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Windows 7 Buzz Could Hold Off Mac and Linux

Earlier this month, Microsoft lifted the veil of secrecy that’s surrounded their upcoming operating system, Windows 7, and allowed anyone who wanted to take the new OS for a spin to download the ISO file, burn a disc and give it a go.

Feedback from people who’ve actually tried the OS (as opposed to armchair beta testers who seem to have the amazing ability to try out an OS without even downloading it) seems to be very positive indeed.

Sure, a few bugs have come to light, but that’s to be expected – after all, it’s a beta – but despite this the praise keeps on rolling in. While performance, reliability and compatibility issues quickly mired the Vista beta (issues that persisted in the final RTM code), the Windows 7 beta is drowning in praise.

Does a good OS from Microsoft put the pressure back on Apple and the Linux development community? After all, both the Mac OS and Linux have benefitted from the fact that early adopters of Vista experienced declared the OS a lemon, with the worldwide market share in both OSes climbing significantly over the past couple of years.

I was fortunate enough to get early access to the beta 1 code for Windows 7, and despite it being Christmas Eve, I took the time to install the OS on a couple of test systems, along with a few virtual PCs.

[Editor’s note: Adrian, on Christmas Eve? Get a life, man.]

Immediately I was impressed by the speed of the OS, and after a little time using the OS, I found that both reliability and compatibility with my current ecosystem of hardware and software was excellent.

I had absolutely no trouble getting the Windows 7 beta installed on both new hardware and older hardware. Whereas Vista had presented one headache after another, Windows 7 just worked.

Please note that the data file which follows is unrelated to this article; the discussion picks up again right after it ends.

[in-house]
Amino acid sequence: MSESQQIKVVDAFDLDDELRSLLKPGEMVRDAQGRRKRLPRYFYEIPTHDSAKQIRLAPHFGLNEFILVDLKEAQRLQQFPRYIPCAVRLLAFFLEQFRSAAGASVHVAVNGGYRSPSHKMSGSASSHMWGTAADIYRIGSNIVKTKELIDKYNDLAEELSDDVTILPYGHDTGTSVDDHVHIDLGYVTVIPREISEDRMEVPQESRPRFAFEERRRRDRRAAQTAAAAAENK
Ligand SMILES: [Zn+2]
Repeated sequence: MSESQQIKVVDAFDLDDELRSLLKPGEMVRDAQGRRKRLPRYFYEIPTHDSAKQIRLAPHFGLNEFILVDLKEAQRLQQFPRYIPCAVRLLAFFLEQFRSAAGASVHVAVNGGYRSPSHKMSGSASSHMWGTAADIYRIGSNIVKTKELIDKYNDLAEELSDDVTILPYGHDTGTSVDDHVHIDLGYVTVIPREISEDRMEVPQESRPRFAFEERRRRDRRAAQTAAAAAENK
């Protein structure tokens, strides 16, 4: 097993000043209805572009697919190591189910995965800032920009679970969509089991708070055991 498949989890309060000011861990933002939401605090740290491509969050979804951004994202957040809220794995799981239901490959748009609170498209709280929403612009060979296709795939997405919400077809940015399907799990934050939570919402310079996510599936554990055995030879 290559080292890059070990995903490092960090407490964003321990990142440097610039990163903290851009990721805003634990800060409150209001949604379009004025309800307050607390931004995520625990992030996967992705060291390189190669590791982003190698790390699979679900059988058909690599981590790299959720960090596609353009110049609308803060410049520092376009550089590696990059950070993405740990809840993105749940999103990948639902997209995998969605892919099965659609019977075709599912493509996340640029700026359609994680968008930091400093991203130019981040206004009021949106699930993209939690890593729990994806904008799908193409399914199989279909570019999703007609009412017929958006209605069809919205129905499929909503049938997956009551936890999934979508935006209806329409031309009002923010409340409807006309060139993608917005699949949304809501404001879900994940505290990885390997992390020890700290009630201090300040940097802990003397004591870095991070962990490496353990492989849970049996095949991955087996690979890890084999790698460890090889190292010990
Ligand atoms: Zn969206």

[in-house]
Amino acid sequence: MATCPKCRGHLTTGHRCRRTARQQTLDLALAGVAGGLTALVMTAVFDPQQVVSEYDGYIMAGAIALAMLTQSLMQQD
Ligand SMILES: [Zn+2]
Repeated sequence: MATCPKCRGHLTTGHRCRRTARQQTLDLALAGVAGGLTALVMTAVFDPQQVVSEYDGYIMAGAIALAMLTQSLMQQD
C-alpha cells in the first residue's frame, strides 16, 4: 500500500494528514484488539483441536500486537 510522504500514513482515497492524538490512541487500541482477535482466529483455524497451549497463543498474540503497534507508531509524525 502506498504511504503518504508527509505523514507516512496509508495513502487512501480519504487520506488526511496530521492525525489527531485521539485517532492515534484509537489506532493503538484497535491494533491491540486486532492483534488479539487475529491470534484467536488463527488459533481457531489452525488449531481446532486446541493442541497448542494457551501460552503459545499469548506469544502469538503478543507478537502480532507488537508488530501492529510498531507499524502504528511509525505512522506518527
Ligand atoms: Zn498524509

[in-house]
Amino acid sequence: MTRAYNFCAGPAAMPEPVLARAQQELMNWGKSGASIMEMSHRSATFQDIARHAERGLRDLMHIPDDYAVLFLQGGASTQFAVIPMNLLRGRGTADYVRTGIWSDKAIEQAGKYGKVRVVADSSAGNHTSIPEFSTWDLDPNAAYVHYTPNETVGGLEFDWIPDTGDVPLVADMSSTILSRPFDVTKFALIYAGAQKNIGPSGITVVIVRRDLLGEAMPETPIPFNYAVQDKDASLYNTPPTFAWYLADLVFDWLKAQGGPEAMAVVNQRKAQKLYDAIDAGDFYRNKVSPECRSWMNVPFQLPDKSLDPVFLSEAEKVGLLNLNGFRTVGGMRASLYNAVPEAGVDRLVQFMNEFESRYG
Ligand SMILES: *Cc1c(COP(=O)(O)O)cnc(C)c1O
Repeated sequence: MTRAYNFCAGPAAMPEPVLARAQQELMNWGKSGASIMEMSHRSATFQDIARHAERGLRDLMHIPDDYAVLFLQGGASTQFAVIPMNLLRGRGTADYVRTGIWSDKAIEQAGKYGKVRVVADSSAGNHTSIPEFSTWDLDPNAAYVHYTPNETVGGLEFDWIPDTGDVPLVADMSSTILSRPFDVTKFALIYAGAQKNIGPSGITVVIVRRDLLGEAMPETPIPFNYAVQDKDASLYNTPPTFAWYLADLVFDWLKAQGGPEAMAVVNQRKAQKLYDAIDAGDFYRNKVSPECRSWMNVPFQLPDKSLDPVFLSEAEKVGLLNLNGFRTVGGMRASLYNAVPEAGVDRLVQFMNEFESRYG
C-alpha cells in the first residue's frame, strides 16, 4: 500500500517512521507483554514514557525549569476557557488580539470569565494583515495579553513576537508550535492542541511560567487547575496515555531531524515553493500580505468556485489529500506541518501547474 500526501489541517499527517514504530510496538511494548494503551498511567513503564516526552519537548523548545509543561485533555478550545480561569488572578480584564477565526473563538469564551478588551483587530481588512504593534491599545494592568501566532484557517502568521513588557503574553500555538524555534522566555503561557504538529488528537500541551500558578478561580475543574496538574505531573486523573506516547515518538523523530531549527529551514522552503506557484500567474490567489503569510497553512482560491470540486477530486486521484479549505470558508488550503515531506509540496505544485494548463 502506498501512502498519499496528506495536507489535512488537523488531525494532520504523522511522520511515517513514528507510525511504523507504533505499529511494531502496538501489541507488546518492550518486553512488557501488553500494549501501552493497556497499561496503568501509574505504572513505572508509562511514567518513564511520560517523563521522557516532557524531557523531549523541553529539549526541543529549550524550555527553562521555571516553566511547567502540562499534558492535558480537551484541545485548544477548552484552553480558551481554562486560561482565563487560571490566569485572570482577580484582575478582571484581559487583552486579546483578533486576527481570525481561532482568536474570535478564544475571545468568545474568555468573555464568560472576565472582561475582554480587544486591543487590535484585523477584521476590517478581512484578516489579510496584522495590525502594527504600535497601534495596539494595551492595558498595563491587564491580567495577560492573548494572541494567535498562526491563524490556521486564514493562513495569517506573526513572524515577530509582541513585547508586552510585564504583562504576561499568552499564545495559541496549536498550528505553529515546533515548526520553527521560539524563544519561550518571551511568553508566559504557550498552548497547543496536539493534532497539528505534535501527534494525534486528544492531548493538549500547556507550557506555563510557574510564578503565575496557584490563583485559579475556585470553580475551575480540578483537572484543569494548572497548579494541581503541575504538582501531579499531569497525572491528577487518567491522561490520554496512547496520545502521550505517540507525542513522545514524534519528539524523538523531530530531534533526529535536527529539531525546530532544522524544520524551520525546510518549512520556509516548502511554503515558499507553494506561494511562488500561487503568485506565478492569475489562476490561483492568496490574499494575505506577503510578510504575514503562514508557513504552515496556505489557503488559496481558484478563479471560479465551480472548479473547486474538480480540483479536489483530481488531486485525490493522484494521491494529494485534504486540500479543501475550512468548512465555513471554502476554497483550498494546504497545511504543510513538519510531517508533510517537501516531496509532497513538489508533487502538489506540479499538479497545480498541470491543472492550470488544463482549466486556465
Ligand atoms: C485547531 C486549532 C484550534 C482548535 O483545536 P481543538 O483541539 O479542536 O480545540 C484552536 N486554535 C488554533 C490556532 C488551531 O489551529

But what impressed me the most about Windows 7 was how fast it was. Not only was it perceptibly faster than Windows Vista (an OS that many claim – incorrectly now following SP1 – is a dog when it comes to performance), but on the same hardware it was significantly faster than XP.

And remember, this isn’t the final code that’s been optimized for speed, this is beta code that contains a lot of diagnostic stuff that’s temporary. I can only assume that the final release candidate code will be faster. At the very least I’m not expecting it to be any slower!

So, putting my Windows 7 beta experience together with the experiences of others that I have come across on forums, blogs and in person, it would seem that Windows 7 has the makings of being a good OS, better than both XP and Vista no matter what metric you use to measure. To be sure, I expect that Vista will slowly but surely sink into history and eventually be labeled Windows ME MKII (which is a bit of a shame because Vista with SP1 installed is a very good OS … but those early adopters who got burned will be the ones with the final say).

But given that Microsoft will once again have an OS that they can feel proud of, and that users won’t hate or dismiss out of hand, does this mean that the easy ride that the Mac OS and Linux distros have had over the past few years is over?

Apple, maybe … Linux, probably not.

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